By Sameer Hashmi

“They beat every part of my body. They kicked us, beat us with sticks, gave us electric shocks, beat us with cables. They hit us on the back of the legs. When we fainted they gave us electric shocks to bring us back. When they hit us with sticks and we screamed, they sealed our mouth with mud.”

8. India’s torture methods: new claims emerge from disputed Kashmir
By Hilal Mir and Muhammad Raafi

“He drew a red-hot iron rod close to my penis but stopped short of touching it. I cried a lot. His colleague told him ‘don’t do it. He has been married recently. After all she is our sister too’. They pulled skin near my private parts with a plier. It still hurts when I urinate. Once my entire body was bruised they rubbed salt into the wounds. These mountains are witness to my ordeal. They have heard my cries,” he said.

9. In Kashmir, a Race Against Death, With No Way to Call a Doctor
By Sameer Yasir and Jeffrey Gettleman

“At least a dozen patients have died because they could not call an ambulance or could not reach the hospital on time, the majority of them with heart-related disease,’’ said Sadaat, a doctor in a Kashmir hospital who did not want to be identified by his full name out of fear or reprisals.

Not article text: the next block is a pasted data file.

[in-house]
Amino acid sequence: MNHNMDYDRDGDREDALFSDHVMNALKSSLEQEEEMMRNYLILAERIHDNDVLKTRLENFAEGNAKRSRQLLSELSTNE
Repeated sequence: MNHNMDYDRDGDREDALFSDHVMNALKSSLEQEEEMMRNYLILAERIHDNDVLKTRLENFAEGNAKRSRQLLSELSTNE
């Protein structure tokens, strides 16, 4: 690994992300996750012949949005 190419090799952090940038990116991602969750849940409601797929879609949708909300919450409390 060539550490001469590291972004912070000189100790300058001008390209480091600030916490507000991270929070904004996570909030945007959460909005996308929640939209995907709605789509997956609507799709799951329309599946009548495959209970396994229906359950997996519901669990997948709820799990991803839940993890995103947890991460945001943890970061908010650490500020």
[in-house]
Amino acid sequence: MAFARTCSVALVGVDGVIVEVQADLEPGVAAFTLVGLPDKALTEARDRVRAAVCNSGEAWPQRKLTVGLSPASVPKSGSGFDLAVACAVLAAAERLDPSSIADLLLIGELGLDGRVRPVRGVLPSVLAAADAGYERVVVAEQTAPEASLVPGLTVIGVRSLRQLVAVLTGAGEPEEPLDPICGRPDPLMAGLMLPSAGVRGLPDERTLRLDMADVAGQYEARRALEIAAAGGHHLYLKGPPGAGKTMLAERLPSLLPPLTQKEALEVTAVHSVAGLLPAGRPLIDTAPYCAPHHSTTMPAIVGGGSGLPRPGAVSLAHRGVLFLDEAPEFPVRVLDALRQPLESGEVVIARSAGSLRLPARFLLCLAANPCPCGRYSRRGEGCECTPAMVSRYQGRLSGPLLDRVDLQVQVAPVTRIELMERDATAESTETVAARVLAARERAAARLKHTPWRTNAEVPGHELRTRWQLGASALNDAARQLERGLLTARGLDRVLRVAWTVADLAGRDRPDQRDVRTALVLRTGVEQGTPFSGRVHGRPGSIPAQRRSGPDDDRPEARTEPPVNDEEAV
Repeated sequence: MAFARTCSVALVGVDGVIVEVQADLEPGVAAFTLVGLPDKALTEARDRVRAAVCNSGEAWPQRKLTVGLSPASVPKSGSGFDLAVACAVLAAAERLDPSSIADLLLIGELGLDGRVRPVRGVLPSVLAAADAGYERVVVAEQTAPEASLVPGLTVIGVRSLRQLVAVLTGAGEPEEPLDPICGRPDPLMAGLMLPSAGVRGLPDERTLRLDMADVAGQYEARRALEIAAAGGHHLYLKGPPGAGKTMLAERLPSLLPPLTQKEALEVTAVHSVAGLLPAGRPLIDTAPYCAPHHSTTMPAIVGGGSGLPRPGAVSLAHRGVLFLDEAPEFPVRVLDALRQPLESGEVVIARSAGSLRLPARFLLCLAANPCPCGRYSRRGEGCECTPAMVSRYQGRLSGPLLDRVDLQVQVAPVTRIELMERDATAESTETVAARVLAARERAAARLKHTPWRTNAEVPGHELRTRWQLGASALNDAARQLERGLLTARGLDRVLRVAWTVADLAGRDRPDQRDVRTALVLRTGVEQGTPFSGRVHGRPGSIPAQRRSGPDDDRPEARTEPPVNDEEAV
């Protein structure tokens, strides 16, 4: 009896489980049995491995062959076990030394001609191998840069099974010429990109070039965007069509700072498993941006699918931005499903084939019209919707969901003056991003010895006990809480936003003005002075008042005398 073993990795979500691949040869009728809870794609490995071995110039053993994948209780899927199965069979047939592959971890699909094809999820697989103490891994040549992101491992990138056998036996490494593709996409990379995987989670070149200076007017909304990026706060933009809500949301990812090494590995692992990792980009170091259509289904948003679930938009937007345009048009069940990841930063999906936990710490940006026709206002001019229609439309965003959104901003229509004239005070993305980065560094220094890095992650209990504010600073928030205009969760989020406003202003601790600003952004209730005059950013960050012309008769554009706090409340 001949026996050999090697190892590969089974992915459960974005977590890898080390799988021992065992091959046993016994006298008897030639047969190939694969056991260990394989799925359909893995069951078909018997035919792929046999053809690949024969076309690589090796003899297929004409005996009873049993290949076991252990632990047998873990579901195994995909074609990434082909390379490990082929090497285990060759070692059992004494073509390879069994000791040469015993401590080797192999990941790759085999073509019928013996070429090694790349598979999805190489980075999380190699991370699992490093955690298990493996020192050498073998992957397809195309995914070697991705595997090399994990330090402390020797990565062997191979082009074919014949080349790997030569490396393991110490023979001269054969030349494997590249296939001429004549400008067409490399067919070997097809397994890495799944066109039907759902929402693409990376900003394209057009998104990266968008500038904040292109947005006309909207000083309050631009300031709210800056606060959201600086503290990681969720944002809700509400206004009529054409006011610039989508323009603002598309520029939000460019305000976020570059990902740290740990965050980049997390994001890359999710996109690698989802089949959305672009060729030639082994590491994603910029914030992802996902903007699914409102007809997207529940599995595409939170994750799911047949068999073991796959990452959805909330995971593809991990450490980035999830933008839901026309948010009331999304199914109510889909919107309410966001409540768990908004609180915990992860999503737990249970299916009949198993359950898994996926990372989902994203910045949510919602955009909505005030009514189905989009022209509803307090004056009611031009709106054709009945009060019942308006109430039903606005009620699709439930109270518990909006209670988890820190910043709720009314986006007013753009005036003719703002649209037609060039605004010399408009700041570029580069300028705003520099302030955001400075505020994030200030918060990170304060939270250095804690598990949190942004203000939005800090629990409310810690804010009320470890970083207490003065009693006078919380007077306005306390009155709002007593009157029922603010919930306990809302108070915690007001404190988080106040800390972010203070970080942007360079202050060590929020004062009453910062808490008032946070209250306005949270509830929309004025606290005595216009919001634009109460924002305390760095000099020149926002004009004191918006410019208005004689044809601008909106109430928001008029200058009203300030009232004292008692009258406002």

10. Crisis in Kashmir: Bond of silence that buys freedom
By Muzaffar Raina

Scores of people including politicians and academics are believed to have been freed after they signed the bond, while several like former chief minister Mehbooba Mufti have reportedly refused to sign it.

11. Kashmir: Murder of insaniyat
By A.G. Noorani

“Kashmir’s leadership is now on trial as never before. It must go beyond the Gupkar Declaration. A small committee comprising Dr Farooq Abdullah, Omar Abdullah, Mehbooba Mufti and Shah Faesal should prepare a Manifesto of the United Movement of Kashmir and take to the streets, after renouncing all forms of violence, and assert their right to freedom of speech and freedom to move in peaceful procession. It must put forth a constructive agenda of action.”